Curling is a sport in which two teams of four players each send stones over an ice surface toward a target circle in an attempt to place nearest the centre. In Canada, curling has steadily grown in popularity since the first club was formed in Montréal in 1807. The national championships (Brier, Scotties) and Olympic trials are among some of the most popular sporting events in the country, and many winners of these tournaments have also achieved victory on the international stage. Curling is one of the country’s most popular sports, and is the most televised women’s sport in Canada.
Curling is a sport in which two teams of four players each send stones over an ice surface toward a target circle in an attempt to place nearest the centre. In Canada, curling has steadily grown in popularity since the first club was formed in Montréal in 1807. The national championships (Brier, Scotties) and Olympic trials are among some of the most popular sporting events in the country, and many winners of these tournaments have also achieved victory on the international stage. Curling is one of the country’s most popular sports and the most televised women’s sport in Canada.
Although there is some artistic and etymological evidence from the 16th century in the Low Countries of Europe pointing to a similar ice game, most authorities agree that curling as we know it today was codified in Scotland and exported from there in organized form. Certainly the origins and early evolution of this sport in Canada were due to the consistent, enthusiastic and ubiquitous presence of the Scots. Undoubtedly, too, curling has thrived to a prodigious and unparalleled extent here. Factors contributing to its contemporary popularity in Canada include the wintry climate, the traditions of the game, certain technological advances and the active patronage of influential persons (many of them Scottish). From their influential position in Canadian society, many Scots were comfortably situated to indulge in and promote the traditions of their native land, including curling.
First Clubs in Canada
Some historians have suggested, without documentation, that curling began on the North American continent among Scottish soldiers during the Seven Years' War of 1756–63. Curling certainly occurred informally before 1800, until a group of Scots who were identified chiefly with the fur trade formed the Montréal Curling Club in 1807, described as the first sports club in Canada. Other Scots formed clubs in Kingston (1820), Québec City (1821) and Halifax (1824). These pioneering enthusiasts experimented with local "stones" made of iron or maple, as well as imported stones from Scotland.
By 1839, when more clubs had been formed, locally made granite curling stones were being advertised in Toronto at $8 a pair. A year later, the first book on curling in Canada was published — James Bicket's The Canadian Curler's Manual. Intercity matches began in 1835, interprovincial ones in 1858, and in 1865 the first international bonspiel was held between American and Canadian clubs at Buffalo, New York. Much of this progress was aided by the long, cold winters and the availability of innumerable lakes and rivers, ensuring abundant and safe ice on which to enjoy curling. Indeed, these conditions surpassed even those in Scotland, an unusual occurrence for a transplanted sport.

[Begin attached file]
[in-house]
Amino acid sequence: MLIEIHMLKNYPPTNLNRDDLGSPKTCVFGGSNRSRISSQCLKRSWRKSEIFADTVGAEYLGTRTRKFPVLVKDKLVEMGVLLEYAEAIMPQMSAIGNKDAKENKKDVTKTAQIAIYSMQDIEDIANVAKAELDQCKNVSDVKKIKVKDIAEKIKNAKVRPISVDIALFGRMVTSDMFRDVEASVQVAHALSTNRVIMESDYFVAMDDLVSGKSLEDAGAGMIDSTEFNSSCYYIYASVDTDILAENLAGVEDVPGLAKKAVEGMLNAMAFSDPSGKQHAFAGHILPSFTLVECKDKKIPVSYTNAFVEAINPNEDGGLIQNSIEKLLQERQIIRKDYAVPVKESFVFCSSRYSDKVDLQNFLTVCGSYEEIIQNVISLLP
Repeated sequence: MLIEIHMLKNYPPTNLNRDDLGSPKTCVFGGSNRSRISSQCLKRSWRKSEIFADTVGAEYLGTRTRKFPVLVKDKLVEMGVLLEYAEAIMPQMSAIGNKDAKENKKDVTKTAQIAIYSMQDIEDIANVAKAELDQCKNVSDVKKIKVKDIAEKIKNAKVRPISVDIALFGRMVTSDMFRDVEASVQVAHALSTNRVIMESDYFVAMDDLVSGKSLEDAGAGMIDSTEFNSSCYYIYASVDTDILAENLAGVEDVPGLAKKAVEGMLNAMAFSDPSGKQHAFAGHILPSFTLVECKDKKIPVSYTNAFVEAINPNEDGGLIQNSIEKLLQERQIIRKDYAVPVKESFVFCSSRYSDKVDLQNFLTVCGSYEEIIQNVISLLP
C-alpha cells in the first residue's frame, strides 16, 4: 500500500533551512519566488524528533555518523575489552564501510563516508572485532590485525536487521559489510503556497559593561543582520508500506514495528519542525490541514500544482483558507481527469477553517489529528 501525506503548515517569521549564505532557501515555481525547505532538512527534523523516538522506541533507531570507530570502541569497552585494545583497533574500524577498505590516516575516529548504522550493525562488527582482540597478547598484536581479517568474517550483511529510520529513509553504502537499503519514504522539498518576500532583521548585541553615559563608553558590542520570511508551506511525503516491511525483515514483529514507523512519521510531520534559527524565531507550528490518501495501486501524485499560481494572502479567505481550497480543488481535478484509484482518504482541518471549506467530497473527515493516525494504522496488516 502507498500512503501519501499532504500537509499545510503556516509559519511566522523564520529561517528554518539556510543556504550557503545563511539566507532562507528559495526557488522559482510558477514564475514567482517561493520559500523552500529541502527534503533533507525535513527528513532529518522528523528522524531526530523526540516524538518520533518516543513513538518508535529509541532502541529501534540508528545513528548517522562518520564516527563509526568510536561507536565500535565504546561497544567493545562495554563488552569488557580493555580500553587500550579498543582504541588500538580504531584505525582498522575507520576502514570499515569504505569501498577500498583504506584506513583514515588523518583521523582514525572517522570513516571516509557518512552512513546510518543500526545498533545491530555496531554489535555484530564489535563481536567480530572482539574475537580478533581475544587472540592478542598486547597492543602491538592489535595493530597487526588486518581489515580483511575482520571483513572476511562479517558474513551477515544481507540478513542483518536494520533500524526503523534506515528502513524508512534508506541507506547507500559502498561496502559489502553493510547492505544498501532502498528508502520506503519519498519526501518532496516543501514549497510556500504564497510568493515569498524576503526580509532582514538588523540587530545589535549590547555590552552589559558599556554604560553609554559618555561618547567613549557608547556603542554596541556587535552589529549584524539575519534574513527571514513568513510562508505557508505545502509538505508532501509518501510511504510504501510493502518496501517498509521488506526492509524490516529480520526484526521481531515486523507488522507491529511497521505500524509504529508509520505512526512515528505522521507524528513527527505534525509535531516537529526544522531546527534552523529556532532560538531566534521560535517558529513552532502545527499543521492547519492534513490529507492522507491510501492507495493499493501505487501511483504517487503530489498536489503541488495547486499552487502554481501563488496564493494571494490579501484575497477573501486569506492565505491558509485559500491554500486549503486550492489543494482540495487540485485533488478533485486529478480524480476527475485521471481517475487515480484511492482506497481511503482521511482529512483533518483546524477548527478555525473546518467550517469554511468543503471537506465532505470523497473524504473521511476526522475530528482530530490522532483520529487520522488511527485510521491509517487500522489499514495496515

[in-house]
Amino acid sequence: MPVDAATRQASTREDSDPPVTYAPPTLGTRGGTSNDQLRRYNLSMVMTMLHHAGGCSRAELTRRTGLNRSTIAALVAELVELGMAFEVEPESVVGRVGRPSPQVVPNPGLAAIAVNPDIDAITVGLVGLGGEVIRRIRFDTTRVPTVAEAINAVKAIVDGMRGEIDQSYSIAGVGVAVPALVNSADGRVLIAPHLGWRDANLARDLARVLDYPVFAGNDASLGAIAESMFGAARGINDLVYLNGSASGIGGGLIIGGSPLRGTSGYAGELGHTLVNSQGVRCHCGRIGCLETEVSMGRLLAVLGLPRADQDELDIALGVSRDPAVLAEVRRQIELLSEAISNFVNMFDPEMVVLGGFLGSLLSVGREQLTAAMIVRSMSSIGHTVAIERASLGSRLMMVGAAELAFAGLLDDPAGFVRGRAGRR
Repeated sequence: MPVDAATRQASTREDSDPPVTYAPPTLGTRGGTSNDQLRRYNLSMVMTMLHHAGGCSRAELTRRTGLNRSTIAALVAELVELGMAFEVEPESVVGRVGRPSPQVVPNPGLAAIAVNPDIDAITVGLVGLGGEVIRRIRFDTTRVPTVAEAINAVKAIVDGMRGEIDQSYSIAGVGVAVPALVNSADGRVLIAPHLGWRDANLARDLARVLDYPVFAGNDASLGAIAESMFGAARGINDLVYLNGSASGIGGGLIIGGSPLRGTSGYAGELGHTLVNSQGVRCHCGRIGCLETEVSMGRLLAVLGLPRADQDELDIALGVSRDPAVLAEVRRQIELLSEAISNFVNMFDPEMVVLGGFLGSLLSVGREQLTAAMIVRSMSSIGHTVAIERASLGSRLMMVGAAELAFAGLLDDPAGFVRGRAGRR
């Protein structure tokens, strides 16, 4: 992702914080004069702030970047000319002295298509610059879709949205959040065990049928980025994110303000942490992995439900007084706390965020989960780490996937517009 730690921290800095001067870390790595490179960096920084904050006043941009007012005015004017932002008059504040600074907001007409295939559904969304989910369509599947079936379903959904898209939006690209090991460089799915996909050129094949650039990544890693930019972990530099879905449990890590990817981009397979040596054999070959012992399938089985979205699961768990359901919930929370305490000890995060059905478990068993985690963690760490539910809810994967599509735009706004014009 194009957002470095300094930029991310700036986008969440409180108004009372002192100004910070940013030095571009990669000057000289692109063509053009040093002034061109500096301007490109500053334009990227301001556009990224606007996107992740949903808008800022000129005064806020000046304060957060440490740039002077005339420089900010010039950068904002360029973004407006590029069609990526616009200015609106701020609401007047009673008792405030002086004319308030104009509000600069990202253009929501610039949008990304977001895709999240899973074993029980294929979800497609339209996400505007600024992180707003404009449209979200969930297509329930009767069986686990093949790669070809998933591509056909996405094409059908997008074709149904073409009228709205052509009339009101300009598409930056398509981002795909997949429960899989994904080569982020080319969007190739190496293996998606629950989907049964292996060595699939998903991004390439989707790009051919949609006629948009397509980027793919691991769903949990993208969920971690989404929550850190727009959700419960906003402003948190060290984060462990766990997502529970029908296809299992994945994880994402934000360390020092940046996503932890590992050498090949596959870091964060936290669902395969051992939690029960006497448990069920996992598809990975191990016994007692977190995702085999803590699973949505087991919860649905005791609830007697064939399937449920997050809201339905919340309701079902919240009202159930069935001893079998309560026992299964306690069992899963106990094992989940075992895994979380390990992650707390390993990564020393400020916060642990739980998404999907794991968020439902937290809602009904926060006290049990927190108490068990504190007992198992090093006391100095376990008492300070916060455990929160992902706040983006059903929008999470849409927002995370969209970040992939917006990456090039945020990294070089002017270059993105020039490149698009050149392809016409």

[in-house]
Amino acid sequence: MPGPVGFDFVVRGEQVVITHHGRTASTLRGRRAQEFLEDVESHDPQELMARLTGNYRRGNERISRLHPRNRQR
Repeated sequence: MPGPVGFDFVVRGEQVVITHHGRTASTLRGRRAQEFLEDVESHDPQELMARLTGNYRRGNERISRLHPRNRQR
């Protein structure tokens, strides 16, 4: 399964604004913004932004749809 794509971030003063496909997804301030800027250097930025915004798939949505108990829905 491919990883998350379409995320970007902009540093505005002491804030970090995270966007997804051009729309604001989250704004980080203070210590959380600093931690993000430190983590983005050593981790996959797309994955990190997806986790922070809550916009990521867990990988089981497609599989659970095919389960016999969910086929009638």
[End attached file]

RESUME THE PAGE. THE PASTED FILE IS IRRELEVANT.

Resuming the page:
In fact, it was often too cold to participate outdoors, and curling fanatics took their sport indoors; members of the Montréal Curling Club were likely the first to do this in 1838. The neighbouring Thistle Club constructed an enclosed rink six years later. By 1859, Toronto had its first indoor facility, and soon indoor curling rinks became common across Canada. During the 1880s and 1890s, until ice hockey arenas were created, these rinks were being used by many fledgling ice-hockey teams.
A Canadian Game
Despite the dominating Scottish influence, other nationalities participated from an early date. Because a Canadian-born curler, William Reynolds, had won the Denham Medal in 1843, a Toronto newspaper claimed: "Curling may now be considered in this Province a Canadian rather than a Scottish game." Similar sentiments were expressed in Québec in 1861 when a French Canadian (Benjamin Rousseau) won a gold medal in curling competition. And the progress of non-Scottish teams (often called "barbarians") against Scottish-born teams was keenly reported.
Since the Earl of Dalhousie was reported as a member of the Québec City Curling Club in 1828, the sport has included many famous figures within its ranks, such as Sir John A. Macdonald, Lord Aberdeen and Lord Strathcona. The vice-regal support of the governors general was especially significant. Lord Dufferin (1872–78) was an ardent proponent and had a rink built at his own expense at his official residence, Rideau Hall. In 1880, he instituted the Governor General's Prize, one of Canada's coveted curling trophies. His successors also sponsored the sport, adding to its prestige.